Sunday, December 15, 2013

CLICKS - stuck in a BAD SERVICE rut

Dear Consumers,
Clicks CEO

           Below is what I wrote in April 2012 under the heading Clicks Humpty Dumpty stock situation. But judging by this week's Sunday Times it is as Humpty Dumpty as ever. 
              It's odd the way some of these big companies can't change course once they are programmed to do something, even it is clearly bad for business. 
          Clicks, headed by CEO David Kneale started with health, home and beauty stores, but when it added pharmacies it seems to have forgotten that these require pharmacists. And as there is a great shortages of these qualified people Clicks is constantly rubbing its customers up the wrong way.
           Add to that the general poor service.

               This is what appeared in this week's Consumer Forum in the Sunday Times. The problems its readers had at the pharmacies mirrored my experiences of more that a year ago, although it's Healthbasics supply problem has improved.
           The second item headed And poor service at others refers to the Long Beach Mall branch which is in my area. I don't go there very often now but when I do I have found the service virtually non-existent.

            My wife and I now get our medication from the family owned Sun Valley Pharmacy which is in the same mall. Its motto is: A Passion for Caring and the service there is everything that Clicks is not.

            Through the Sunday Times Clicks assures readers that the issues will be addressed with the urgency they deserve.
                   I find this very hard to believe. My bet is that in another year nothing much will have changed particularly at the pharmacies.
                    Clicks had a 13.6% increase in turnover to R17.5 - billion in the year to August 2013. So no wonder it doesn't worry too much about giving bad service.
              But if it goes on like this:
              All Kneale's staff and all his men
              Won't put Clicks together again.

April 2012
Dear Consumers,
         It’s your Consumer Watchdog here and this time he was wide awake with all his senses on full alert. In the numerous gaps on the shelves he was able to get a whiff of what had been there, but even his keen nose was unable to establish how long ago this was.
         As he walked down the isles in the Clicks stores his tail was not wagging happily; it was drooping pathetically. You see us sniffer hounds have to have our daily vitamins for our coat to remain glossy and to be able to do our job properly.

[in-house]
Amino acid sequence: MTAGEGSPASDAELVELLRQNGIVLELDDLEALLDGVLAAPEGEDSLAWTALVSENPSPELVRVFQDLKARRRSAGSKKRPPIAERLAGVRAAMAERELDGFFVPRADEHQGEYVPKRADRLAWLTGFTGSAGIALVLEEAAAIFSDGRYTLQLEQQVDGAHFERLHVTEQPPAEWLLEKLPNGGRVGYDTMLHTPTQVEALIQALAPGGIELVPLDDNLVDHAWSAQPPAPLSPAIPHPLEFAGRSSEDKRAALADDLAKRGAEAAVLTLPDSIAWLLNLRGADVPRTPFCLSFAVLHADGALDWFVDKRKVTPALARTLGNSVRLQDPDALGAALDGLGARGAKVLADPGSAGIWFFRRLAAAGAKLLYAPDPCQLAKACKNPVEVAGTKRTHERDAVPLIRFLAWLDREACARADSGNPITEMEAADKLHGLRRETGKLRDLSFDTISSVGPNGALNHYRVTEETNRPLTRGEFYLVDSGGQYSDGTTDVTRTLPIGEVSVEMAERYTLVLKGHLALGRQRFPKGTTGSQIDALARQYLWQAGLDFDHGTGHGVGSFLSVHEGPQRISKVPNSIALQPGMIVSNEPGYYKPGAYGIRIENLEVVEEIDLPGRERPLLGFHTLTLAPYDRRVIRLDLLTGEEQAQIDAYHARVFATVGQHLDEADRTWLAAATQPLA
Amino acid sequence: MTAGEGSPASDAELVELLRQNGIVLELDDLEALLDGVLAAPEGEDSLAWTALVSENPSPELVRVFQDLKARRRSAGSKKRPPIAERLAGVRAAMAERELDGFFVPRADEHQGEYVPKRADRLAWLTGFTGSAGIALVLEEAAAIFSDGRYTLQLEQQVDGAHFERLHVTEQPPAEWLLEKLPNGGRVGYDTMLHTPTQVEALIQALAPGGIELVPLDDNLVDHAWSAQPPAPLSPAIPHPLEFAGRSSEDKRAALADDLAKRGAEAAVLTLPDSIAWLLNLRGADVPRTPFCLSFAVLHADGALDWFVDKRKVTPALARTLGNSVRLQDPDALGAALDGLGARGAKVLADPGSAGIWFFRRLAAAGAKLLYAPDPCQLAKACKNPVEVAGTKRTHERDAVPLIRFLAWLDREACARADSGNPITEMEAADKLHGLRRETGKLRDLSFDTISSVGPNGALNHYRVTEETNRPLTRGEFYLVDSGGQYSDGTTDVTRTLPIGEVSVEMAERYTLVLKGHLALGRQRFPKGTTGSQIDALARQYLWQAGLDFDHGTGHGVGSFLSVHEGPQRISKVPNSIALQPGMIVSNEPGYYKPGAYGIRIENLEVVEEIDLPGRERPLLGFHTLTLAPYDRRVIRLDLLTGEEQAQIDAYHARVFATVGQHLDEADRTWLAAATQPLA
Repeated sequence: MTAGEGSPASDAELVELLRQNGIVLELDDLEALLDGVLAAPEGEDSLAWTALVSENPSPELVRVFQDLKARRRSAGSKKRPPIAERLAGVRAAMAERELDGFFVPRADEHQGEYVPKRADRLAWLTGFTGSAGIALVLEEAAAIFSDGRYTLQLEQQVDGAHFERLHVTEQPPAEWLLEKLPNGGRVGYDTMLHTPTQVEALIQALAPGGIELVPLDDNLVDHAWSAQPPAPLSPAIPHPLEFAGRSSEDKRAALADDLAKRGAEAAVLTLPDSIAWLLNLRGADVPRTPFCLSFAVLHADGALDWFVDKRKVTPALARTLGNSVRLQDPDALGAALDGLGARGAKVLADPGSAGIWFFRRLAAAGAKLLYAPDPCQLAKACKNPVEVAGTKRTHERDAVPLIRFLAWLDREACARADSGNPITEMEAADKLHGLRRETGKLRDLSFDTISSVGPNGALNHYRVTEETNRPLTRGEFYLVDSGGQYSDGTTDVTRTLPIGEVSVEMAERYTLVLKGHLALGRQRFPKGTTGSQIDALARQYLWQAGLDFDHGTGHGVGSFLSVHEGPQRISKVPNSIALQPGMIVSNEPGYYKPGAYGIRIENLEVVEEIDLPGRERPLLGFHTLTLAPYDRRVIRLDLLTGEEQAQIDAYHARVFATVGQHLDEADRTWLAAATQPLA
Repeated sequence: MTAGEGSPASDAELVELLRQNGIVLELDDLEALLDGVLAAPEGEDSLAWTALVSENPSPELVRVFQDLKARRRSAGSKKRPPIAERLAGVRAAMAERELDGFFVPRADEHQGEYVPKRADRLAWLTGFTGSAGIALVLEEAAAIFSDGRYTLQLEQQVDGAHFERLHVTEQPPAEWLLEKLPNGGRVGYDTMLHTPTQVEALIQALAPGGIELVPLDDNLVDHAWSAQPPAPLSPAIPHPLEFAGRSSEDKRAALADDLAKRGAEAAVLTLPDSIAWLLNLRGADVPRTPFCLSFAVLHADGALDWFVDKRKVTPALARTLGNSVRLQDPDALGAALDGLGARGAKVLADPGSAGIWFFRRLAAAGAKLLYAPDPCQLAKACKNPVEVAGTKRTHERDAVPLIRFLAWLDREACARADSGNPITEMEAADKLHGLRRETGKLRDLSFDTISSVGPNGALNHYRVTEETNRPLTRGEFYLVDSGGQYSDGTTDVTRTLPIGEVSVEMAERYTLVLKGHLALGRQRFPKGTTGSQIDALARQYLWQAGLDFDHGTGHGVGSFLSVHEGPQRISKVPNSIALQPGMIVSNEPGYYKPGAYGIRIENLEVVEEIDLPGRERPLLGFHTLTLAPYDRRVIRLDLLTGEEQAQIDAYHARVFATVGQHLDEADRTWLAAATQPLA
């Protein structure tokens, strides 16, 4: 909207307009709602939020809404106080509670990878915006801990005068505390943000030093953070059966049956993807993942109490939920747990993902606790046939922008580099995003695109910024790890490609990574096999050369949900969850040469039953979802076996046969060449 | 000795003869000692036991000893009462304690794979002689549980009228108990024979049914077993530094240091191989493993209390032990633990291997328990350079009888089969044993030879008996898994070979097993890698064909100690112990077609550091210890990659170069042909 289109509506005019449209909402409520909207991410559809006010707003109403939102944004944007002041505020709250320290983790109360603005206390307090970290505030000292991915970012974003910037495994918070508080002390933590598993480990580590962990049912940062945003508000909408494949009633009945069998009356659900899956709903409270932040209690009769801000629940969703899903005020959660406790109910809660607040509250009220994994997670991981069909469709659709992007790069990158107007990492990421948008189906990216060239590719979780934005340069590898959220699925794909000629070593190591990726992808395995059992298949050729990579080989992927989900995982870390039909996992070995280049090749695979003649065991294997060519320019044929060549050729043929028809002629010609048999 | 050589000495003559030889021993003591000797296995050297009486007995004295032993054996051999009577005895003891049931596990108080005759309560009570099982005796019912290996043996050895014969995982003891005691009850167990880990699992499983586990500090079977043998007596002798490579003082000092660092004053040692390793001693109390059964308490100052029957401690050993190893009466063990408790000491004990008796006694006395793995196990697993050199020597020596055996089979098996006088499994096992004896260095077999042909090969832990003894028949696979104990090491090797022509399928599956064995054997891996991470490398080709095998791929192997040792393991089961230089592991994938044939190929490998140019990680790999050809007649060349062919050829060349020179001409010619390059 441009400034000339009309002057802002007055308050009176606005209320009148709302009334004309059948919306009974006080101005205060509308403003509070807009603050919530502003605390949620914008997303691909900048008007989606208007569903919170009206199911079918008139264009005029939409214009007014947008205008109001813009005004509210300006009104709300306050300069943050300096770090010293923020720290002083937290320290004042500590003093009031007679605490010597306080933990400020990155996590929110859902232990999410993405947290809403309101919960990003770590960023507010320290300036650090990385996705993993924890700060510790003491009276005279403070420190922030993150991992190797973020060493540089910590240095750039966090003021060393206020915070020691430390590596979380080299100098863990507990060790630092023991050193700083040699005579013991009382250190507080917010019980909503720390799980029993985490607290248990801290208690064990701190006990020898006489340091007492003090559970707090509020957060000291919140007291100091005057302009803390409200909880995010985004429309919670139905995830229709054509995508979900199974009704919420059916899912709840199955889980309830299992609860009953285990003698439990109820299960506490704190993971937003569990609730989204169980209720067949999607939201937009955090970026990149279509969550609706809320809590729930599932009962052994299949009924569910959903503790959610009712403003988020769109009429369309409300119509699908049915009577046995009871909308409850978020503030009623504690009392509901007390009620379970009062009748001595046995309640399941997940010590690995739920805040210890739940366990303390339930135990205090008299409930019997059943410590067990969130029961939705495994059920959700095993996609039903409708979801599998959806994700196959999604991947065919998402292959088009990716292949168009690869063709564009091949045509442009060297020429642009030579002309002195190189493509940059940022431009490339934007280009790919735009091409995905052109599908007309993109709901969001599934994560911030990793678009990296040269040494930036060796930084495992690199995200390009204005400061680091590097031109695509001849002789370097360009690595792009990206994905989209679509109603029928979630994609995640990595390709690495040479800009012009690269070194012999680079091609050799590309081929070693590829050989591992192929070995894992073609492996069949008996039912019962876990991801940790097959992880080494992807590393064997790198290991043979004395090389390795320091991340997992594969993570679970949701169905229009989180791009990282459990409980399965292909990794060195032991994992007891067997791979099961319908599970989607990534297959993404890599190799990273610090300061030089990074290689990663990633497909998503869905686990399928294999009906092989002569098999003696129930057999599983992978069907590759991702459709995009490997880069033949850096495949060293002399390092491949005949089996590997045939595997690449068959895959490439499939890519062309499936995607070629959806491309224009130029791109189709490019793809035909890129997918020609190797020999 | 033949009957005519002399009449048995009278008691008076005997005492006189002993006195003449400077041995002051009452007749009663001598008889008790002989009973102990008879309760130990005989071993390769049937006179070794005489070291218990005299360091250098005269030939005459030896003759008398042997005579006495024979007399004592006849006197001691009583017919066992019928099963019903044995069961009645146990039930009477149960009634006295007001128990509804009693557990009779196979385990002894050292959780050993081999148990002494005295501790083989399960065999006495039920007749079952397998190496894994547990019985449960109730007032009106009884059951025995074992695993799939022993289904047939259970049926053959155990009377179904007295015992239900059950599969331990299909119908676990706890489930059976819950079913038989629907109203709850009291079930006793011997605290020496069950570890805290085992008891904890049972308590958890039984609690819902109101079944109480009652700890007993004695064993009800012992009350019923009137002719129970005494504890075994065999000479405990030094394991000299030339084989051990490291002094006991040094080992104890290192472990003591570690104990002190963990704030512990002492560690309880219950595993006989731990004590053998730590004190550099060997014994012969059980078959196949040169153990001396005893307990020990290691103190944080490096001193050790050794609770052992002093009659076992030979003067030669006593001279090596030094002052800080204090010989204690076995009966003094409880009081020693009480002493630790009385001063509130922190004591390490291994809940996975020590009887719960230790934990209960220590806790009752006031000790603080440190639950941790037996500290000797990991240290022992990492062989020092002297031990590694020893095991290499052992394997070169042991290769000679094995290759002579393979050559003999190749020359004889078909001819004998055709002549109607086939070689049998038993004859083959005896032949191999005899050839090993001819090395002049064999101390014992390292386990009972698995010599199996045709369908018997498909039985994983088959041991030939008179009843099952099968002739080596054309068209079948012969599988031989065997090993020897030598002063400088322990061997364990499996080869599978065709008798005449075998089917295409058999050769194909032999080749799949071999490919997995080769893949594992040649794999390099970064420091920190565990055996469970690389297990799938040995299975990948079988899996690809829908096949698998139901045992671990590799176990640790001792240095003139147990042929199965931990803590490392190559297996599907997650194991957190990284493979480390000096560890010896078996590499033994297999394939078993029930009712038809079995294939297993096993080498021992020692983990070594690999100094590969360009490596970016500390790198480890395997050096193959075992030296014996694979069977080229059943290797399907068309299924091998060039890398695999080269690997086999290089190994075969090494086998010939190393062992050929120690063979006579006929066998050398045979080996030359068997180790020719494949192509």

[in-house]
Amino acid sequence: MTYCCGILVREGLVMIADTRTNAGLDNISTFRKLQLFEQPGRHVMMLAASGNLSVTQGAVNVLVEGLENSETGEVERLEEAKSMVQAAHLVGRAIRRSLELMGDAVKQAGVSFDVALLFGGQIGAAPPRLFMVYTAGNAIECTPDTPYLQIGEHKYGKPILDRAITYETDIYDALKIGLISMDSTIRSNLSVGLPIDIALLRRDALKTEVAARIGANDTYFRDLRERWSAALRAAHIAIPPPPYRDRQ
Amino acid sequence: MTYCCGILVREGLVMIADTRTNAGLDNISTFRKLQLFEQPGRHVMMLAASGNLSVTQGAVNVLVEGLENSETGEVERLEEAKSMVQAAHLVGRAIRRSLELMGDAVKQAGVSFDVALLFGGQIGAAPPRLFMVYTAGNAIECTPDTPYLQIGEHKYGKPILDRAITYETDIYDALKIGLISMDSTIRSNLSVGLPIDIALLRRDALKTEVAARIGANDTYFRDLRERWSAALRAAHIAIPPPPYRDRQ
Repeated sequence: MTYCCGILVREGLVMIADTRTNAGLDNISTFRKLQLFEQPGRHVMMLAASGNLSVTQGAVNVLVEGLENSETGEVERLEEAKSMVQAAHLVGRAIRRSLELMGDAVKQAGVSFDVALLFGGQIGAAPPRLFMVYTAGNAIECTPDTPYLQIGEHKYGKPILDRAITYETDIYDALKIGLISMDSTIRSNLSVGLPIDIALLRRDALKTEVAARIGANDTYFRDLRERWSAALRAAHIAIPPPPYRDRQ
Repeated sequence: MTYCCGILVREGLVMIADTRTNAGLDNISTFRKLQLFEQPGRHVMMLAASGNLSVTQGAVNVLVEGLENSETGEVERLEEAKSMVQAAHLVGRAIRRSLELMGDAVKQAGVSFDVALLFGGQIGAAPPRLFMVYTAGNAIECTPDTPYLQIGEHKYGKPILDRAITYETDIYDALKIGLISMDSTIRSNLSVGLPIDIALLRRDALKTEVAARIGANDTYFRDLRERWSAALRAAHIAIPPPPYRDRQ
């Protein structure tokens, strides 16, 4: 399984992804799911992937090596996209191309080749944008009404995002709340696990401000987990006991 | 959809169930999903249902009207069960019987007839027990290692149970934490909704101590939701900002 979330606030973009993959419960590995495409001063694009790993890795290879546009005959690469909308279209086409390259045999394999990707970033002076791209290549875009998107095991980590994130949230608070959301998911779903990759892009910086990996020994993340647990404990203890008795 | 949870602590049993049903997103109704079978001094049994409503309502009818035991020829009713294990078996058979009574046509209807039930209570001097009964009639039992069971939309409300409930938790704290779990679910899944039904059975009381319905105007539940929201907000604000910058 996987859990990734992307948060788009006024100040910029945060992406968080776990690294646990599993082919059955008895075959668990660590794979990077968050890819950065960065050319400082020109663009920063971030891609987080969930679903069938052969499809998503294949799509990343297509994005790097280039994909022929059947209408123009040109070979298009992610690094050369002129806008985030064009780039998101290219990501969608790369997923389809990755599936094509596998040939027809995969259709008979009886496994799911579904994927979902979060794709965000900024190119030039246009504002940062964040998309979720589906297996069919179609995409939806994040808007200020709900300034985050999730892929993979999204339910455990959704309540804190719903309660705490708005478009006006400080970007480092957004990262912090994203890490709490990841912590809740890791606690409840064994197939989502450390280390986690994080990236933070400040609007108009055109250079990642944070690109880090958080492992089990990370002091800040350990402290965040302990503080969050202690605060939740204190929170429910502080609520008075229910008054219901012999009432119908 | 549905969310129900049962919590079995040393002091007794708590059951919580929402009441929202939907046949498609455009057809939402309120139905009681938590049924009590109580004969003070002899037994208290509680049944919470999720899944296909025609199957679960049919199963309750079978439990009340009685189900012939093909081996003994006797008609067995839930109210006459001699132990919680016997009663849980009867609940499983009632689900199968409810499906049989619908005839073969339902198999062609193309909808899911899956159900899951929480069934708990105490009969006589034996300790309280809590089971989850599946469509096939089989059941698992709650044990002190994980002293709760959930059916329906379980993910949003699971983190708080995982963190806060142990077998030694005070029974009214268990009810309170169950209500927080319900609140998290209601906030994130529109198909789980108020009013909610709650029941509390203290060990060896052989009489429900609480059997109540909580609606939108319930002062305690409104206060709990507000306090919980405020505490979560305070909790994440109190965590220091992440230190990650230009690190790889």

Alright he couldn’t check all the 590 stores across Southern Africa that include Musica and The Body Shop that are in the Group  and you might say that two in Cape Town are not a fair sample.
But they turned out to be just the tip of what the Group admitted had been a huge stock headache.
Things had not been clicking in the stores that include 280 retails pharmacies, which is the largest chain of this kind in South Africa.
         Funny how I got wind of this many months ago when I complained to  David Kneale that I couldn’t get any salmon oil capsules at the Long Beach Mall branch. He rectified this by having the branch manager deliver some to my house.
         But it seems the much wider problem of too many missing items went unchecked. Even Healthbasics, which is Clicks’ own vitamin brand, was often not there.
         In one isle alone in the Long Beach branch, which is not very big, I counted over 200 gaps on the shelves. And a lot of them had Out of Stock stickers on them for you shoppers, who are too stupid to realise what empty means.
When I continued to complain at my local branch the staff would shrug their shoulders as if to say We get the flack for something over which we have no control.
         This time I not only went to the Long Beach branch but I also visited the one at Constantia Village, which is in a very upmarket area and could be the busiest mall in the country. It was the same story there.
         So your Watchdog, who is always mindfully of the interests of the consumer, sent another barking email to David in his ivory tower at head office. He did what too many CEO’s do when they are contacted directly; he passed the buck to Amanda Graham, his head of merchandising.